Q. What is happening to my tomatoes? They start out nice, but then the bottom turns black and decays.
Elizabeth from Canfield
A. The problem is blossom end rot.
This is not a disease.
The problem is caused by a lack of sufficient calcium in the plant’s vascular system. Soil pH can be the problem here, but most likely not.
Calcium uptake by the tomato plant is affected by moisture levels. Plants in the ground should have plenty of water this season, and thus, not as many problems with blossom end rot.
Tomato plants in greenhouses, hoop houses and planted in pots are a different story. These plants are watered using garden hoses, soaker hoses and other means of irrigation.
Tomato plants need 1” of water per week as they are growing.
When they have fruit on them, they need upwards of 2” of water per week.
If the plant gets dry for a few days with no water or not enough, the plant reduces the uptake of calcium from the soil and the lack of sufficient water can affect the movement of calcium within the plant.
The result is too little calcium for cell walls and thus a breakdown of the plant tissue, resulting in a dark spot on the bottom of the fruit.
This fruit can still be eaten and canned, just cut off the bad part.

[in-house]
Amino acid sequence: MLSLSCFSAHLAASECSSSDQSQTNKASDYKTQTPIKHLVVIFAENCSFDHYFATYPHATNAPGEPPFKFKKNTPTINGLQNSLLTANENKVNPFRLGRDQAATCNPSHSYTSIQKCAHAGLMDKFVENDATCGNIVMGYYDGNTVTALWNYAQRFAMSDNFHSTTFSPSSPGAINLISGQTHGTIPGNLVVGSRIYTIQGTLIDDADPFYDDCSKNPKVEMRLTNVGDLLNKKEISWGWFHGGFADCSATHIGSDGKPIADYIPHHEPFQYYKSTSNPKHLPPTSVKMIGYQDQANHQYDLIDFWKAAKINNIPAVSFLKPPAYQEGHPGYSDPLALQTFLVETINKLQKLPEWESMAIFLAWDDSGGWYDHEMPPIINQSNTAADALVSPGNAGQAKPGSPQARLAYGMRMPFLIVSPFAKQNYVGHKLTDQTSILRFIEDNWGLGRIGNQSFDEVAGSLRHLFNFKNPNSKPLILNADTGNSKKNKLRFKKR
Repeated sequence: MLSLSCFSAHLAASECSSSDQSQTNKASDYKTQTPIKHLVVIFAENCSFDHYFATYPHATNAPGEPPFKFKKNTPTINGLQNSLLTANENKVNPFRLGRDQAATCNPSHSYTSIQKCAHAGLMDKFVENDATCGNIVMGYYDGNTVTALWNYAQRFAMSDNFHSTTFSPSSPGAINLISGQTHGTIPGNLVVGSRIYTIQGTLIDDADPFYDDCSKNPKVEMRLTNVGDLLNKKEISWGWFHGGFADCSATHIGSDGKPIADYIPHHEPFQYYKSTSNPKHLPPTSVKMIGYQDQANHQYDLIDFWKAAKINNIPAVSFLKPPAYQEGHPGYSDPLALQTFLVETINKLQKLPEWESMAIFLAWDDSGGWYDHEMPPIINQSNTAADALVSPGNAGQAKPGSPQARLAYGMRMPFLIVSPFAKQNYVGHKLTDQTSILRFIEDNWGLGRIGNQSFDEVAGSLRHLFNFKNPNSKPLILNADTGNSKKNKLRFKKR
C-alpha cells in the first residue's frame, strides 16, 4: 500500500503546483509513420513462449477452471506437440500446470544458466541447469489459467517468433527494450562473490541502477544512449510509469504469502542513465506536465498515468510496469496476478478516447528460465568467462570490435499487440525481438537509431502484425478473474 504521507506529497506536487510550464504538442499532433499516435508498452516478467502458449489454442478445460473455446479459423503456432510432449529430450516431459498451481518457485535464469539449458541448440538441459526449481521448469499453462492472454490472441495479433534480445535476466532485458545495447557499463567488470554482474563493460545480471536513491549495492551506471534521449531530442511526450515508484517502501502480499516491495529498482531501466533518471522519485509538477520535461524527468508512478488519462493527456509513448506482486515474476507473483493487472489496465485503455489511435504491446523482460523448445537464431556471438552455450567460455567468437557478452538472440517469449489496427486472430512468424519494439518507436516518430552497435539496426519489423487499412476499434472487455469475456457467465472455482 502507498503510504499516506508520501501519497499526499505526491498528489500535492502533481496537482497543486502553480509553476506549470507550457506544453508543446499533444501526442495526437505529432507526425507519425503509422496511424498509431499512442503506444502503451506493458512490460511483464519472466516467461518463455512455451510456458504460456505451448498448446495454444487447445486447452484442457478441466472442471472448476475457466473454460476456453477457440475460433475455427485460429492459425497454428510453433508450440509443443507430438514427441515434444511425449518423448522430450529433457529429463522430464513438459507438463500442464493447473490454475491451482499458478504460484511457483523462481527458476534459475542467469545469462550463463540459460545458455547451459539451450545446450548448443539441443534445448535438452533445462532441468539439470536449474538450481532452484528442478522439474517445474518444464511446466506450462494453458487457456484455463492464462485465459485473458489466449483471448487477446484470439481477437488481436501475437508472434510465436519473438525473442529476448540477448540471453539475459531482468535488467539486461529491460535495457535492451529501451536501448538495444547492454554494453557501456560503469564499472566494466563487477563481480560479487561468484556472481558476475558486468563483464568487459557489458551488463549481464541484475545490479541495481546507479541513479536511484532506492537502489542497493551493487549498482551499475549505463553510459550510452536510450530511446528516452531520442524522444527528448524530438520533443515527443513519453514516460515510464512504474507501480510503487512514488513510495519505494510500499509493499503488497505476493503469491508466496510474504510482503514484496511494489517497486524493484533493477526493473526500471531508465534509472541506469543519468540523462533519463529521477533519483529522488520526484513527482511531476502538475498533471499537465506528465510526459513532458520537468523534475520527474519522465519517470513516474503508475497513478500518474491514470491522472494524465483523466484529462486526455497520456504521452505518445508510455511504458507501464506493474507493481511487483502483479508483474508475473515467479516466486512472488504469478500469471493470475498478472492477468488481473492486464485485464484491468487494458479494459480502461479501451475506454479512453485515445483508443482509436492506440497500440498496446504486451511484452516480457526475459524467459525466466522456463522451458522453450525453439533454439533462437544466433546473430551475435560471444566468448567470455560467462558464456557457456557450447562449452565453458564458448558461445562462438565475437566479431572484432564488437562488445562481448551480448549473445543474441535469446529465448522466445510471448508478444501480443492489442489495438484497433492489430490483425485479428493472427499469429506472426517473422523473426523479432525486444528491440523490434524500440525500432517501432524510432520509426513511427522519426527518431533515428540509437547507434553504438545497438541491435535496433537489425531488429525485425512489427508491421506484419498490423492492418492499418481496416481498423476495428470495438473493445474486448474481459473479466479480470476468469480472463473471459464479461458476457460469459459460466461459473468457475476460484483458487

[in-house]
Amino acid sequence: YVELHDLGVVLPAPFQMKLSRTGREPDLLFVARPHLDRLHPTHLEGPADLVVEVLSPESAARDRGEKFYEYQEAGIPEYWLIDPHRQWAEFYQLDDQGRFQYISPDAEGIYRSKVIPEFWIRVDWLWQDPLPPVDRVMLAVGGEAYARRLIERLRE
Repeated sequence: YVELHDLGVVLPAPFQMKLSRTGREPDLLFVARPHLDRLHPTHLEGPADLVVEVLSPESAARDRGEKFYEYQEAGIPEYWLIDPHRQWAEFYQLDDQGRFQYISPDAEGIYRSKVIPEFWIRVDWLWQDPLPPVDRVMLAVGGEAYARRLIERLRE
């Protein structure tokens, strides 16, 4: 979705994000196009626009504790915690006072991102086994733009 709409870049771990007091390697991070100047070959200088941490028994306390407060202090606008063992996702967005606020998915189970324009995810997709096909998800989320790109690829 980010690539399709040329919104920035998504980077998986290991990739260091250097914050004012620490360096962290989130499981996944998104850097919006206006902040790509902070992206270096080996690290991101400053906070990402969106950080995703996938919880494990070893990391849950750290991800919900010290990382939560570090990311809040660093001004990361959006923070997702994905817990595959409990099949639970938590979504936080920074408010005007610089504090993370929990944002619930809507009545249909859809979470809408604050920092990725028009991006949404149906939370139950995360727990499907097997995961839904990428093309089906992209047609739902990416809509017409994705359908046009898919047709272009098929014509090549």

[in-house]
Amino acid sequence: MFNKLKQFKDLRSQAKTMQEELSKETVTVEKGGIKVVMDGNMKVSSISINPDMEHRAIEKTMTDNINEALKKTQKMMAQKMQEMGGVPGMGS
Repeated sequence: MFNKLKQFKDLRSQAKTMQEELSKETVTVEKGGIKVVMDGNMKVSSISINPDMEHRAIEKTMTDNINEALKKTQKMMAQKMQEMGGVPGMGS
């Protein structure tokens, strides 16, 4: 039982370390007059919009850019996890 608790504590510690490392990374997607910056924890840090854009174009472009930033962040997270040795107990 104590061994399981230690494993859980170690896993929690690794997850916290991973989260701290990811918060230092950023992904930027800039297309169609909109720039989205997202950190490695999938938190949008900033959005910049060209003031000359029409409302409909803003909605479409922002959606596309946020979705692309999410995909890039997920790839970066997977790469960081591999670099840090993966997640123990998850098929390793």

Be sure this is indeed the problem before canning.
The other issue with blossom end rot seems to be Epsom salt.
Many people tell me it’s great to put it on tomatoes during the growing season to “make better tomatoes.”
But it’s no magic bullet.
The chemical in it is magnesium sulfate, a highly soluble form of magnesium which does not affect soil pH.
The reason people use it is due to low magnesium levels in the soil.
But if you have not tested the soil you do not know if your magnesium level is high or low.
Most of the time it is not necessary and there are better options.
The misuse of Epsom salt can be a problem when it is not needed.
Some plants are quite sensitive to magnesium toxicity; it can kill them.
Also, the magnesium in Epsom salt can replace calcium in soil, thus causing calcium deficiency and explaining why I get lots of calls about blossom end rot on tomatoes from people who use Epsom salts.
Eric Barrett is OSU Ext. educator for agriculture and natural resources in Mahoning County. Call the office hotline at 330-533-5538 from 9 a.m. to noon Mondays and Thursdays to submit your questions.